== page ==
Mdst 3559-04-05-networks-and-graphs

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  • Data Source: Louisa Co. Burnley Slave ListsApplication: GephiLayout algorithm: Dual CircleContent: Slaves, Owners, and PurchasersNotes: This shows the graph at a zoomed out level, where clusterings can be seen, but no specific data points. The four central densely linked nodes are slave owners or purchasers.
  • Data Source: Louisa Co. Burnley Slave ListsApplication: GephiLayout algorithm: Dual CircleContent: Slaves, Owners, and PurchasersNotes: This shows the same graph as the previous slide but zoomed in to show details of data points.

Transcript

  • 1. Modeling Narrative with Networks, Graphs, and Matrices
    MDST 3559: DataestheticsProf. Alvarado04/05/2011
  • 2. Business
    Problems with some comments being classified as spam
    Permissions for posting have been reset …
    Final projects to be announced next Tuesday
    Optional readings posted … see blog
  • 3. Review
    Text vs. Image
    Views of Rustam
    Implicit structures
  • 4. Text vs. Image
    The Images show that Zimmern’s translation is flawed
  • 5. Views of Rustam
    Compassionate but badass Hero; Batman
    Somewhere between King and peasant
    “He needs God to be with him, so he doesn’t appear to be a religious figure.” (?)
    Fears nothing
    Resourceful
    Part human, part animal
    Arrogant
    Quick-witted
    Chivalric Hero
    A Prince (?)
    “he had not of his own choice chosen this adventure”
    Bound by Destiny
    Agency is might
    His sword is badass, it “cleaves / Not the armour of jousting knights, / But the skulls of dragons and Deevs.”
  • 6. Rustamas Liminal Hero
    SON OF
    RUSTAM
    AGENT OF
    SUB FOR
  • 7. Structure?
    Rustam= PowerPuff Girls
    Kai Kaus = Mayor
    Zal = Father (kind of)
    King of M = Mojo Jojo
    White Deev = One of MJ's minions
    Lions, etc. = Fuzzy Lumpkins?
  • 8. Structure
    Frodo = Dorothy
    Ring = Slippers
    Sam = Tin Man, etc.
    Gandalf = Good Witch
    Sauron = Bad Witch
    Gollum = Toto -> mediator
  • 9. Structure
  • 10. http://oceansunfish.org/evolution.php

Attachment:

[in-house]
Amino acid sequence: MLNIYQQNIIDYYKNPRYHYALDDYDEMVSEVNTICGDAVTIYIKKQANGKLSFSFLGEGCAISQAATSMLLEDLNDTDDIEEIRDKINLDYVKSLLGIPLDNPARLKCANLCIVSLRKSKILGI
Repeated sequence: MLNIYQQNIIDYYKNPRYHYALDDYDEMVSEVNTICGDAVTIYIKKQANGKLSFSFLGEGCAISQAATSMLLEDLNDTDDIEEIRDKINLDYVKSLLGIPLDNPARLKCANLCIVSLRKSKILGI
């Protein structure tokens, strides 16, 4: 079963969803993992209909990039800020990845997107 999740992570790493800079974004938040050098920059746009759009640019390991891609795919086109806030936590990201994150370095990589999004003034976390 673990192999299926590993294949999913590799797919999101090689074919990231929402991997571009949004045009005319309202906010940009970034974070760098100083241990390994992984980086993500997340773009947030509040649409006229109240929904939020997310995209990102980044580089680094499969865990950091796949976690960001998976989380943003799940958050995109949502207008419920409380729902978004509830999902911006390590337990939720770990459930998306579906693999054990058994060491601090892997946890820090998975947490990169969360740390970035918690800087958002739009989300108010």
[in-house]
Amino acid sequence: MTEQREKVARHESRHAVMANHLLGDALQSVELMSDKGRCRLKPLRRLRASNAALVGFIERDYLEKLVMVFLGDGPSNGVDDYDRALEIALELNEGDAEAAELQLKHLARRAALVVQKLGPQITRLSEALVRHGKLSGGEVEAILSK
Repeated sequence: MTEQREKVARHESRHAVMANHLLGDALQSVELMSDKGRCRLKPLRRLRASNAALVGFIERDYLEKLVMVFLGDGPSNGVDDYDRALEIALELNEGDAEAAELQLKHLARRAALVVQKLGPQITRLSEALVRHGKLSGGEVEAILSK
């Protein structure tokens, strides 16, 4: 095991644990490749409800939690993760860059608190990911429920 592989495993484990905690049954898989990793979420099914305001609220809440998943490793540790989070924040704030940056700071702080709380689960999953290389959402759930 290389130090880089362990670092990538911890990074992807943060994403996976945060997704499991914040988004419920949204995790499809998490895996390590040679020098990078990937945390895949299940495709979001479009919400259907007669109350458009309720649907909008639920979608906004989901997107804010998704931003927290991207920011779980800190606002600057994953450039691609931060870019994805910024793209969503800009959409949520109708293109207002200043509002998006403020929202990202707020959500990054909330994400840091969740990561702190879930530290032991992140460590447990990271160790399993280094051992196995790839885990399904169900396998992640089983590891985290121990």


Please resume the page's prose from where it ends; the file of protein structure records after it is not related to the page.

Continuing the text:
• 11. Structuralist “Prosopography”
    Recurring patterns and structures imply cultural models
    Political Organization
    KING / COUNCILLOR (PRIEST) / WARRIOR
    Nature of Power
    Royal Power is fragile and dependent
    Now, How to Describe and Represent?
  • 12. http://www.nature.com/nrg/journal/v7/n5/fig_tab/nrg1835_F3.html
  • 13. Overview
    Discuss Ramsay, “In Praise of Pattern,” to explore ways of modeling and visualizing narrative
    Look at some other examples
    Discuss graphablepatterns in the Shahnameh, in preparation for hands-on work Thursday
  • 14. In Praise of Pattern
    Ramsay argues that, in addition to the quantitative theorems of graph theory, graphs make good visualizations
    They help you notice things, patterns
    See version with images
    http://studio1.shanti.virginia.edu/~rca2t/dataesthetics/04-05/ramsay-2005.html
  • 15. Graph Theory
    The Geometry of Posistion (actually coined by Leibniz)
    Reduces things to “vertices” and “edges”
    Or “nodes” and “links” (dots and lines)
    Theorems concern features such
    number of nodes
    number of edges
    number of edges per node
    “degrees” of separation between nodes, etc.
  • 16. Euler’s Solution to the Seven Bridges Problem
    3
    It becomes clear that nodes with with odd numbered links are a problem – if you come back to it, and aren’t finished, you are stuck …
    Vizualized in this way, the problem becomes one of drawing the picture without retracing any line and without picking up the pencil.
    3
    5
    3
    http://mathforum.org/isaac/problems/bridges2.html
  • 17. Shaded Similarity Matrices
    “You take a set of data measurements for a set of classes and use it to create another table that expresses degrees of proximity among those measurements. . .
    “You then reorganize those values so that “more similar” values are adjacent to one another, assign each value a color, and arrange them in a grid.”
  • 18.
  • 19. Ramsay’s Application
    Correlate graph properties with genre for plays
    5 properties: Distinct, Total, Singles, Loops, and Switches
    4 genres: Romance, Tragedy, History, and Comedy
    “Low-level” vs. “high-level” properties
    Method
    X and Y axes both show plays, colored by genre
    Each cell in the matrix is shaded according to similarity in terms of low-level properties
    Low-level properties are added successively and the order of plays is changed to find clustering
  • 20.
  • 21.
  • 22.
  • 23.
  • 24. PROTOVIS
    “Adjacency matrix” of characters in Les Misérables
    http://vis.stanford.edu/protovis/ex/matrix.html
  • 25.
  • 26.
  • 27. The Charrette Project
    A database of manuscripts, the critical edition, and poetic and grammatical data associated with Chrétien de Troyes's Le Chevalier de la Charrette (Lancelot, ca. 1180)
    Home page:
    http://www.princeton.edu/~lancelot/ss/index.shtml
    Interactive database:
    http://gravitas.princeton.edu/charrette/figura/index.php
  • 28. http://studio1.shanti.virginia.edu/~rca2t/dataesthetics/CASES/Charrette/hg/
  • 29.
  • 30. Data Models
    http://studio1.shanti.virginia.edu/~rca2t/dataesthetics/04-05/example-01.php
  • 31. Patterns in the Shahnameh
    Characteristic events (event types) and sequences
    E.g. drinking wine
    Implied social networks
    Next week, we will look at these patterns and explore tools to visualize them